After spending my first and last co-op work term with BC Cancer, I can certainly say I have learned a lot in healthcare and working with vulnerable populations. I came to this co-op opportunity with a passion for working on health promotion projects and gaining experience working in healthcare. Working with BC Cancer throughout the past year, I have been able to collaborate with prevention and promotion specialists on ongoing projects in our communities, as well as bridge many new connections with local organizations. I have spent most of my time working closely on BC Cancer's Smoking Cessation program but have branched out to health marketing, and health promotion towards the end of my experience. Working closely with cancer prevention specialists and participating in ongoing projects have strengthened my passion for working in public health. I have learned a lot of new skills as a result of my experience with the team. Most importantly, I have gained much knowledge on disease prevention after speaking with people with cancer, as well as learned a lot from their experiences.
Most Valuable Aspects of This Experience
The most valuable takeaways from my Co-op with BC Cancer would be learning directly from the experiences of cancer patients. Speaking directly with people with cancer, I have gained first-hand knowledge of the difficulties they experience. This aspect of my experience has given me the ability to better assist the BC Cancer prevention and promotion programs, as well as allow me to sympathize with them.
Working with the BC Cancer Prevention and Promotion team has been a valuable experience insofar as experiencing what it's like working in health care on a day-to-day basis. I have collaborated with the team in creating toolkits, community databases, and data collection, and have expanded my technical skills as a result. I also loved being a part of the weekly and monthly team meetings where we share with each other the progress and results of the projects we have been working on. There's nothing more special than working with a group of health-directed like-minded individuals.
Advice for Future Students
As a result of my experience with BC Cancer, I have a few tips I would like to share with future health sciences students on what it's like working in a healthcare environment.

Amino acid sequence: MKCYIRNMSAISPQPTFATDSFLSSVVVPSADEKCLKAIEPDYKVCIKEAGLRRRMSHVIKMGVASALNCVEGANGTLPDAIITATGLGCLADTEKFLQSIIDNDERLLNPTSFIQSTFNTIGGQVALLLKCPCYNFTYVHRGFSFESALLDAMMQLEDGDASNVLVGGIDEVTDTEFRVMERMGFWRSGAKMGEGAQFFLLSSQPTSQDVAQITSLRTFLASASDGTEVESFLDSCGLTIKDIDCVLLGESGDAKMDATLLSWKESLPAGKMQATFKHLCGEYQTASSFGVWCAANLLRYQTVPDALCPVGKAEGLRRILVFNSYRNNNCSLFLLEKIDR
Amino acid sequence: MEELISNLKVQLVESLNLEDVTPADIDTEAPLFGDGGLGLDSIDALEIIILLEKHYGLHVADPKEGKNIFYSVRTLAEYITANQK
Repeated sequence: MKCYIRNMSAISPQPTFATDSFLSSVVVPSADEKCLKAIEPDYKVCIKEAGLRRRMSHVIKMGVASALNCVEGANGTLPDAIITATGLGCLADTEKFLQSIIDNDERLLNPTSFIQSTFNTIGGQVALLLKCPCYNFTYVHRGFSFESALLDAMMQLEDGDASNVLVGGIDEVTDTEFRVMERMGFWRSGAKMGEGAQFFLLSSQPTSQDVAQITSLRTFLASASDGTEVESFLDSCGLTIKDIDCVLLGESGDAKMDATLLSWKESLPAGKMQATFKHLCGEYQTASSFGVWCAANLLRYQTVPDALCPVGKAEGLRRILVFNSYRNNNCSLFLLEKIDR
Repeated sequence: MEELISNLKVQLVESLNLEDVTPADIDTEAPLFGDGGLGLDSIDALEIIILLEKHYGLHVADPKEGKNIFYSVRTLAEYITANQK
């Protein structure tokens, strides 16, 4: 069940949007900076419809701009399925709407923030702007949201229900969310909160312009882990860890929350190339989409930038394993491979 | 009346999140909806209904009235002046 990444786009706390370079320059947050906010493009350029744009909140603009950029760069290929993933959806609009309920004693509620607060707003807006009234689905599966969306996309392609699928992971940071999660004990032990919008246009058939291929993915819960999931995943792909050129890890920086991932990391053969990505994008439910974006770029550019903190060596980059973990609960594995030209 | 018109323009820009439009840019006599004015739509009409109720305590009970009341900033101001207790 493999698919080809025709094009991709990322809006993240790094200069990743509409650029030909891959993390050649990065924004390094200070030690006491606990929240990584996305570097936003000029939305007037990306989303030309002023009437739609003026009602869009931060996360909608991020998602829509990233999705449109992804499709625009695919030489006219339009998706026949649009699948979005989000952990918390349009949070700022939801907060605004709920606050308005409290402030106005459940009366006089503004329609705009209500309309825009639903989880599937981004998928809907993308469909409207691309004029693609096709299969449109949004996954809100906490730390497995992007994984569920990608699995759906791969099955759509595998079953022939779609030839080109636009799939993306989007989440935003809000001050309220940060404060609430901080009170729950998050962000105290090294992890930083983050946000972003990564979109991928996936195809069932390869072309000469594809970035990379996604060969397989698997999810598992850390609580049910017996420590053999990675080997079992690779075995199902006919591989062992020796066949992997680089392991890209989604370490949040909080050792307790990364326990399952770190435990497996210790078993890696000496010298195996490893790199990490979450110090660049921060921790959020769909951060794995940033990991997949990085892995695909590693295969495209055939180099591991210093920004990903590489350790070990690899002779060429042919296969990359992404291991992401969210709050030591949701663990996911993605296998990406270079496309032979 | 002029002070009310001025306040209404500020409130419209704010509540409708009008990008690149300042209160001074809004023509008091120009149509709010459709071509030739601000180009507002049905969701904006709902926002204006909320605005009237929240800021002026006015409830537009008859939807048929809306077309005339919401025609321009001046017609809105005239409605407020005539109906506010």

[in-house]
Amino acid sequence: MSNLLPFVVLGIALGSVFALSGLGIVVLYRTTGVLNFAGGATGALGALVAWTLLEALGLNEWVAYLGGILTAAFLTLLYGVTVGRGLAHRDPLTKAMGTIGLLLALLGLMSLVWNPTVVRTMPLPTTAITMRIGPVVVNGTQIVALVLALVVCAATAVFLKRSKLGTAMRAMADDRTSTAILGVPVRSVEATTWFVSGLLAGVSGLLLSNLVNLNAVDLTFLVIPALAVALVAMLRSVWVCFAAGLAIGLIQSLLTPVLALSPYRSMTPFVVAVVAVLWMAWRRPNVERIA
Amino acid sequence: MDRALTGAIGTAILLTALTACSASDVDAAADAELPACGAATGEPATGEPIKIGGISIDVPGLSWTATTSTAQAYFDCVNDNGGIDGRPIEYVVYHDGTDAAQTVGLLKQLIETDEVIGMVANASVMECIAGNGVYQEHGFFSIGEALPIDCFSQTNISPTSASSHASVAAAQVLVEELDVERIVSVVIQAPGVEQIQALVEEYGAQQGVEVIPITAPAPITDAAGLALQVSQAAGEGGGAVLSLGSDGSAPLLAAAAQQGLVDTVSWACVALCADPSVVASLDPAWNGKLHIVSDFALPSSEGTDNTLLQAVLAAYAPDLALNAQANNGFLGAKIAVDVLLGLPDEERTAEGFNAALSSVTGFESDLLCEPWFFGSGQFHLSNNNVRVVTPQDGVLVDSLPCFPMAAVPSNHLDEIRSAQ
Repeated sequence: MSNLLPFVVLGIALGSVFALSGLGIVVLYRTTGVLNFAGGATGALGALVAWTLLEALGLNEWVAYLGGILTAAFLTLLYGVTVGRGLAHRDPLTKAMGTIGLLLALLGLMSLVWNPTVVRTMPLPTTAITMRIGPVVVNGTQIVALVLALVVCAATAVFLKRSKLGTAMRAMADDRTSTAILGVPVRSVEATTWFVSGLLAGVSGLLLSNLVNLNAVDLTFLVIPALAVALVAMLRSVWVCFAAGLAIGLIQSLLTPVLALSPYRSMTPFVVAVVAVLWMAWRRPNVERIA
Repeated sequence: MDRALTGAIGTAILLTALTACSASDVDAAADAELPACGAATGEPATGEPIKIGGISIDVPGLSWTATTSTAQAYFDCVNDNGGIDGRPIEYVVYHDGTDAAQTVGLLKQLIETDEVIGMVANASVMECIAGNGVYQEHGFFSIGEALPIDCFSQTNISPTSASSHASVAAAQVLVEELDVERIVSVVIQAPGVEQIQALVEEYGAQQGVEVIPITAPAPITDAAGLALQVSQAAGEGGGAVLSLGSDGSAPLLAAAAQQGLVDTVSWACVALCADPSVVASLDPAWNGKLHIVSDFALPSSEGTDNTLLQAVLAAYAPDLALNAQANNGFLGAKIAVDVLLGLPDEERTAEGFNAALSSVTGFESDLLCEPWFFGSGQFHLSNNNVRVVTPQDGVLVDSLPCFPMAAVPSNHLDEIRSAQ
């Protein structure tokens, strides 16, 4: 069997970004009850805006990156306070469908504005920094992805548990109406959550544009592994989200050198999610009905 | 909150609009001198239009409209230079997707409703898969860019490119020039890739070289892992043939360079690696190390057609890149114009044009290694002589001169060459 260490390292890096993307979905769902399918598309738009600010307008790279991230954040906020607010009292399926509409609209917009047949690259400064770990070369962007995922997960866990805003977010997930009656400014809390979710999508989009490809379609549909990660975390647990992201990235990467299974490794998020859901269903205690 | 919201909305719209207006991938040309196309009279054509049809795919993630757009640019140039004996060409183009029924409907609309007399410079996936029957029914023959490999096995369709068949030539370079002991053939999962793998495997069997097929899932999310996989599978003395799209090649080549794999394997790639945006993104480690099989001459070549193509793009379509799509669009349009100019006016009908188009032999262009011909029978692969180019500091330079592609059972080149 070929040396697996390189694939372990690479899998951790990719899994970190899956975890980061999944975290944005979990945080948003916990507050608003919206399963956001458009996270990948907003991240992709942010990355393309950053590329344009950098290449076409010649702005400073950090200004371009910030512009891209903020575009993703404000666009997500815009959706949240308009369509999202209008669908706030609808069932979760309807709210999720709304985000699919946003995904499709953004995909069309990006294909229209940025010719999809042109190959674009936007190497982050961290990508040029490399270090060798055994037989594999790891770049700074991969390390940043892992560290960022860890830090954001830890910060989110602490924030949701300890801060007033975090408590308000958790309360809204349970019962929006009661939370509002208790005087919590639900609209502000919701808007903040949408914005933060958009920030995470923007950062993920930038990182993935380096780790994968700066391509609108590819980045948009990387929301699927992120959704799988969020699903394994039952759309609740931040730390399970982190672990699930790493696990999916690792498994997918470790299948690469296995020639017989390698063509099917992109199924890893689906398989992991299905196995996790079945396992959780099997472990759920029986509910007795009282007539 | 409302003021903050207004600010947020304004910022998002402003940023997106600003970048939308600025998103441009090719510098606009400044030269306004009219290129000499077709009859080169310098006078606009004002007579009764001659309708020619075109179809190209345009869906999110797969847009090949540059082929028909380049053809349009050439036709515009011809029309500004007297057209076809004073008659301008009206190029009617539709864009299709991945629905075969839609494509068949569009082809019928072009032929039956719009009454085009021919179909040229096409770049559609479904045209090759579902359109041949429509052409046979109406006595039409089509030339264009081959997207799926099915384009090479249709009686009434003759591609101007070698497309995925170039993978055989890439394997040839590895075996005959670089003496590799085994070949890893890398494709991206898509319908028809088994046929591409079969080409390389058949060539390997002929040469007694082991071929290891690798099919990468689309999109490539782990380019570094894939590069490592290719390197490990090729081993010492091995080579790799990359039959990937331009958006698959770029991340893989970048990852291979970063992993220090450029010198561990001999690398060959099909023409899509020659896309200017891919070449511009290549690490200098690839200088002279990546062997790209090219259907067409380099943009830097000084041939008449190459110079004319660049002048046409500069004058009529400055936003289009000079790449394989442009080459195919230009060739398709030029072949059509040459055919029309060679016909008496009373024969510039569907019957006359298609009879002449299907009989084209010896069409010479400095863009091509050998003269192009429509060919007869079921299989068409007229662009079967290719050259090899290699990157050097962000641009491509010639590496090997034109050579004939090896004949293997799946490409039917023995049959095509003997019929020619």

1. Soft skills are important
As health sciences students, we learn a lot about health theories and frameworks, but we don't learn enough about working directly with the populations we address. Having sympathy and being kind is effortless when we have the passion to help and listen to others. Soft skills also improve communication between ourselves and our colleagues. They go a long way when working in public health and engagement.
2. Be curious and creative!
Being curious about the ongoing projects with different health specialists, had me being a part of their project a result of reaching out. There are so many projects going on in health authorities and being a part of different health promotion projects kept me intrigued about what we can do to address different target populations. Apart from being a helping hand, I was also able to input some of my suggestions and ideas for certain projects. It can be intimidating working with specialists at first, but don't be shy in pitching your ideas!
3. Keep in touch
Working with different health promotion specialists and their projects kept me constantly inspired by the difference it will make in people's lives. Cancer is a disease that touches many peoples' lives, and it can be hard to maintain positivity at times. But I found it best to maintain positivity by working closely with my colleagues and keeping in touch with one another. My motivation to keep at it was to imagine how our projects will prevent disease for many people. This, and an amazing health-focused team that inspires one another to be our best.